HAPPY: The album draws inspiration from “New World Symphony” and surrealist westerns. How did these influences translate into the music and lyrics? Are there specific motifs or themes you explored?

VERA SOLA: I think it’s more a sensibility than anything. Sonically those two influences converge into a “widescreen” approach — big and sweeping and maximalist while twisted and strange.

Someone who worked on the album once said that they felt like they were in a fun house where each turn lead to a new mirror on reality—to walk around looking at wildly different reflections contained in the same walls and under the same roof.

I think that’s apt. I personally keep coming back to this album as the soundtrack to a surrealist film, shot in widescreen technicolor.

A series of vignettes, all taking place within the same semi-mythological landscape, played out on speakers rather than projected on a screen.

A big part of that cinematic bent is this sense of playing with perspective. Zooming in and zooming out and juxtaposing imagery and angles that are pretty untraditional.

I was also really interested in dream logic when it came to the structuring of songs and the album on a whole. There’s a warping to time and space over the whole thing.

That said, its not a concept album by any means, however tempting it is to paint it as one. The whole endeavor was more of a means of catharsis through storytelling.


View this post on Instagram


A post shared by +Vera Sola+ (@vera.sola)

HAPPY: You describe “Peacemaker” as a “topography of memory.” Can you share an example of a song where a specific memory or place shaped the narrative and sound?

VERA SOLA: All of them really. Even the songs that aren’t about me specifically are based on some salient experience that can be anchored in a place. Sometimes a real place, sometimes a place imagined.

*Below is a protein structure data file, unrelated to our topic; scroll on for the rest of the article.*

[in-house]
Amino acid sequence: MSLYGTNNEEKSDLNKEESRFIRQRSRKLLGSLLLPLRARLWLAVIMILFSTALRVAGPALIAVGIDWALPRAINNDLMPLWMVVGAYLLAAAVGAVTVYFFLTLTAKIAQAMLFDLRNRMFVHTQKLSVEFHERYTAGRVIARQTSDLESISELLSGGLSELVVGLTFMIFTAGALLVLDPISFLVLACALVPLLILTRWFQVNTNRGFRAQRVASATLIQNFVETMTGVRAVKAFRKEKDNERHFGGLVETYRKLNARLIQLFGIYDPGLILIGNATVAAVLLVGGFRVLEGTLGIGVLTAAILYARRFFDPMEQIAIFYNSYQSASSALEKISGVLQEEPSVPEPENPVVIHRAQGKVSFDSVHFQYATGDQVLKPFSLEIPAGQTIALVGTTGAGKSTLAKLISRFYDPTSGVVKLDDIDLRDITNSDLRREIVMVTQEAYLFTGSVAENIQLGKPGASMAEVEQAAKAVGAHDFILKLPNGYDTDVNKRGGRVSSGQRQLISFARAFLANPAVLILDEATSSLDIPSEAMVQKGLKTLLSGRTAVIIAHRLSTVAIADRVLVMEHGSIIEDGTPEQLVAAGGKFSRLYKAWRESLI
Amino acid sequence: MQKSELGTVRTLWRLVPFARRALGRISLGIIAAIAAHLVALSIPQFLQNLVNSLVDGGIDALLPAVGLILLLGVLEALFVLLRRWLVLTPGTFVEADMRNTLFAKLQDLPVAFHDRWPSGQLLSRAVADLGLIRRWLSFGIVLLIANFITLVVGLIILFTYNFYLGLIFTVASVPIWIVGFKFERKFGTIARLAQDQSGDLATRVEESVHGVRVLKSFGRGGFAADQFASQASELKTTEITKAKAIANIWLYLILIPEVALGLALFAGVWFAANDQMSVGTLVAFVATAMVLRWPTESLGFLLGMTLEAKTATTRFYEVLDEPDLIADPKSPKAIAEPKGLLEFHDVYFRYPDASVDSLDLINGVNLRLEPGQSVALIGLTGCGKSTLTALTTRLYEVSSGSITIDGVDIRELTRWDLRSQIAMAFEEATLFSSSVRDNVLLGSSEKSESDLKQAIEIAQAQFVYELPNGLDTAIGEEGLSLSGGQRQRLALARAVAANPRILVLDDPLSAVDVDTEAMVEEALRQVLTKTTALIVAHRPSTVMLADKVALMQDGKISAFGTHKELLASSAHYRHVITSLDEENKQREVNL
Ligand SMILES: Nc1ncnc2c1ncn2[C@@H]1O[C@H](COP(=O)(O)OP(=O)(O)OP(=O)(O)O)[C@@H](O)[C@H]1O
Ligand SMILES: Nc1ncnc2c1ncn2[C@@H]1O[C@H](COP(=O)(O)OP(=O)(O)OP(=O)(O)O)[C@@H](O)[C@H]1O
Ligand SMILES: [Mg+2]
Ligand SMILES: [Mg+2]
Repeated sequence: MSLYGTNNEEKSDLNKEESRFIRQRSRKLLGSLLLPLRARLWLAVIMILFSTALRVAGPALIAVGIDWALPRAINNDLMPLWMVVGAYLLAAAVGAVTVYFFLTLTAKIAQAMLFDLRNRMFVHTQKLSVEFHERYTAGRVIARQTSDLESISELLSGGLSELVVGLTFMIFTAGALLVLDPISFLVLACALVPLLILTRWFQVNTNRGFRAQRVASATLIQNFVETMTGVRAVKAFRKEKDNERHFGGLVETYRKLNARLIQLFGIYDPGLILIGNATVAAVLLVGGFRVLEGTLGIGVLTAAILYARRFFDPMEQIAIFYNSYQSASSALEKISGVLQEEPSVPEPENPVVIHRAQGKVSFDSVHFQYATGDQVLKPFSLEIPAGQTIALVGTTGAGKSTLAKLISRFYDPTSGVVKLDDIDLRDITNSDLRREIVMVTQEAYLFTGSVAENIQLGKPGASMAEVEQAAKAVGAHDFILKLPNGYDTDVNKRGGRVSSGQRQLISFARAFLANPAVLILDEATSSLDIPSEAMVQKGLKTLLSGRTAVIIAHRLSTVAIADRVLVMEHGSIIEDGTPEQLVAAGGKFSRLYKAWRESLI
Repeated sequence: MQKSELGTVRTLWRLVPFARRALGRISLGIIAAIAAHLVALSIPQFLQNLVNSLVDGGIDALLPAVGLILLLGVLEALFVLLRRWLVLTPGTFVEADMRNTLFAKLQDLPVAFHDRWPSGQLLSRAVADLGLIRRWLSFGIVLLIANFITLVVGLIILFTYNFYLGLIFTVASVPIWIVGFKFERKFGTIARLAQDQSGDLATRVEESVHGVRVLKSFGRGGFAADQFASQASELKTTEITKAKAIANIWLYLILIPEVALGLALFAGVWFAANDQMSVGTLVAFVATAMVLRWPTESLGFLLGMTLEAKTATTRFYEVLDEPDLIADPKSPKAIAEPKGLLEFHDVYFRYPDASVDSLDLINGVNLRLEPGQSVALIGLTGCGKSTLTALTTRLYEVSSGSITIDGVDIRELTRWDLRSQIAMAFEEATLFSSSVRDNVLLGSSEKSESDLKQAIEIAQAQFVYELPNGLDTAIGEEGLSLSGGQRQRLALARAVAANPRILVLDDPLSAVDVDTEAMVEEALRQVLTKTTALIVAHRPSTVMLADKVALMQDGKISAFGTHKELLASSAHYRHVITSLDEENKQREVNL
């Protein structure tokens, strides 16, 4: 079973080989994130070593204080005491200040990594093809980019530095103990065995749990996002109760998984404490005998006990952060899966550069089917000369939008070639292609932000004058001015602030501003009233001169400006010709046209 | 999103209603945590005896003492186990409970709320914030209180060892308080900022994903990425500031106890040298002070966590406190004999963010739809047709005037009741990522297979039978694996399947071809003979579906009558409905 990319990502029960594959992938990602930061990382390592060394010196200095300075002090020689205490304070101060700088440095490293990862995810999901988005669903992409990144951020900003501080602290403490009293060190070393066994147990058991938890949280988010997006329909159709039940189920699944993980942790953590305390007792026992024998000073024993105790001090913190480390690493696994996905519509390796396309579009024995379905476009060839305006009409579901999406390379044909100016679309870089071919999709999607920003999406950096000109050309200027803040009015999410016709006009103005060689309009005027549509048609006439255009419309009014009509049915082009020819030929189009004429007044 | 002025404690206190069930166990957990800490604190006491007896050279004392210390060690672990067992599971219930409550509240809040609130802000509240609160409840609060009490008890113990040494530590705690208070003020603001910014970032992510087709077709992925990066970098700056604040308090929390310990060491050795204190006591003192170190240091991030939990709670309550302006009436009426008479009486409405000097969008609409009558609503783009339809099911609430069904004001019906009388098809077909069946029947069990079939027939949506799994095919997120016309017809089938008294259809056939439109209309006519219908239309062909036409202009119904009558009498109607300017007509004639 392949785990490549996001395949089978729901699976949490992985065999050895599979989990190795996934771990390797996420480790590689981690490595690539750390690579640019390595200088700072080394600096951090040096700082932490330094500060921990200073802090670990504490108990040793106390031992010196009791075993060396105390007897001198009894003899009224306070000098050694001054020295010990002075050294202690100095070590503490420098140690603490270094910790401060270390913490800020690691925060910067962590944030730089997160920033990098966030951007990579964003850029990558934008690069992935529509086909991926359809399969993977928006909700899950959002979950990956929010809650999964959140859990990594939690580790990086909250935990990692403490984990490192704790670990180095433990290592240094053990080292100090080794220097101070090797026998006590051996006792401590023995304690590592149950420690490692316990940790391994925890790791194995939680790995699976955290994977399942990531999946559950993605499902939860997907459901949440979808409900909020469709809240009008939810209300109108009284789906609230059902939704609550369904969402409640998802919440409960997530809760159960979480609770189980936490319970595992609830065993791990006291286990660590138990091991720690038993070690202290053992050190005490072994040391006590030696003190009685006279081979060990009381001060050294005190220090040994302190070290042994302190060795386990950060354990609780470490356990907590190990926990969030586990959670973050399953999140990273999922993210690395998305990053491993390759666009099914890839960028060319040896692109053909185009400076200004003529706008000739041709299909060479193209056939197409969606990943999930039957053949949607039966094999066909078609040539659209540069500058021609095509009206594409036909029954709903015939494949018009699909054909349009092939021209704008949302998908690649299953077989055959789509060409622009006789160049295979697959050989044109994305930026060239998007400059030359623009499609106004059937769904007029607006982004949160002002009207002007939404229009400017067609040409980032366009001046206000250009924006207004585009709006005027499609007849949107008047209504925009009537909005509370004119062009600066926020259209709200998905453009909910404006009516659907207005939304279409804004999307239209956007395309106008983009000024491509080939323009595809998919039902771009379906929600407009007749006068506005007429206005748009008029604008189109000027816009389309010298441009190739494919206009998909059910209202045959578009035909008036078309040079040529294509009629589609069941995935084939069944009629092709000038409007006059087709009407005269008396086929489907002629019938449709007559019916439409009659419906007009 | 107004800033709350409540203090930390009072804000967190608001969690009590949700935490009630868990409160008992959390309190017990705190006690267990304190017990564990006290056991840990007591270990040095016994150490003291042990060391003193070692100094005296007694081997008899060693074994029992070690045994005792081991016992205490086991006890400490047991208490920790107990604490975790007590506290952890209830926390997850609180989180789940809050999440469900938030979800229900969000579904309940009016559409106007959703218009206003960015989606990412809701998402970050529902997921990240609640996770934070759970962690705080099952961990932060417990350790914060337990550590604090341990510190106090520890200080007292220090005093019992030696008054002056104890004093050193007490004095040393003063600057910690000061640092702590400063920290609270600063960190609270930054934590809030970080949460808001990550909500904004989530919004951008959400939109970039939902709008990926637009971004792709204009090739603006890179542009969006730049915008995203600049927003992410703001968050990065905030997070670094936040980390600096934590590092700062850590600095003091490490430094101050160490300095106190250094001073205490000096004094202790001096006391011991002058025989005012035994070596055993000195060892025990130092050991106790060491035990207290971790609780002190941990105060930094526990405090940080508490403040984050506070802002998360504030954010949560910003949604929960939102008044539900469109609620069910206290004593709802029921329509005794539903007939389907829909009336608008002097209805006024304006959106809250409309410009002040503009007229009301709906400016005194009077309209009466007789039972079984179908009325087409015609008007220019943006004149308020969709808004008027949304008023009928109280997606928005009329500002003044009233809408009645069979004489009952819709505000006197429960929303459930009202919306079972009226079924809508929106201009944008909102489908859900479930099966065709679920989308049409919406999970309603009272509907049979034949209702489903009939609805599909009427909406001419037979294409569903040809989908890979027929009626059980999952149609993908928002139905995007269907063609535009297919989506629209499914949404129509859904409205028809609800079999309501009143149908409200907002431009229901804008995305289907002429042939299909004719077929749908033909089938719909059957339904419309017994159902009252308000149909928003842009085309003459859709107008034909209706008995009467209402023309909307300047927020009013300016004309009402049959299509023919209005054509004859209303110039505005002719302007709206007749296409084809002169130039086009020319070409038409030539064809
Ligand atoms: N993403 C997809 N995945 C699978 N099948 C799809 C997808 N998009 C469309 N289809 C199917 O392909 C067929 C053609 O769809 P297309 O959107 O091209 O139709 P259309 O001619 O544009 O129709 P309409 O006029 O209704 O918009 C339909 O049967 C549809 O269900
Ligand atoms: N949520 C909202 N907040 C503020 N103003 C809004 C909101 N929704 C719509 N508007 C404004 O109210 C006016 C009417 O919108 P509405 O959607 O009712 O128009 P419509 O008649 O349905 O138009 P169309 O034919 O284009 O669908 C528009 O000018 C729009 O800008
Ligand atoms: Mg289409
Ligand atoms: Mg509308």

Street signs, certain corners, the view from out a window, or from far above the ground. So many buildings, too. Buildings are an extension of the consciousness of the characters who built or inhabit them — so especially here they’re just as much characters as the people in the songs.

HAPPY: The album tackles profound themes like loss, grief, and climate despair. How did you navigate these emotions through your music, and what message do you hope to convey to listeners?

VERA SOLA: The primary message is how critical it is to give space to these feelings—to hold them with tenderness and express them in healthy ways.

To allow for the parts of you that hurt, and to find ways to express them. The only way out is through. That’s a theological concept, too. I say this often, but look at Dante’s Inferno.

What’s the way out of hell? Into its pit, through the mouth of the beast. And what happens when you do that? When you face the fear of pain and meet it head on? The final line of the inferno. “And so we came forth and once again beheld the stars.”


View this post on Instagram


A post shared by +Vera Sola+ (@vera.sola)

HAPPY: The title “Peacemaker” has multiple layers of meaning. How does it connect to the concept of transmuting darkness into creation, the historical gun, and your own family history?

VERA SOLA: So I’d grappled with what to name this thing since I started it. By the time my label, City Slang, came on board we’d sort of settled on ‘Instrument of War’ because, to me, that song is both the climax of the record and its thematic focal point.

But it didn’t feel quite right—and after meditating on it a while I realized I really didn’t want to put that out into the world at this particular moment—a prayer to and for war, which is what that song is.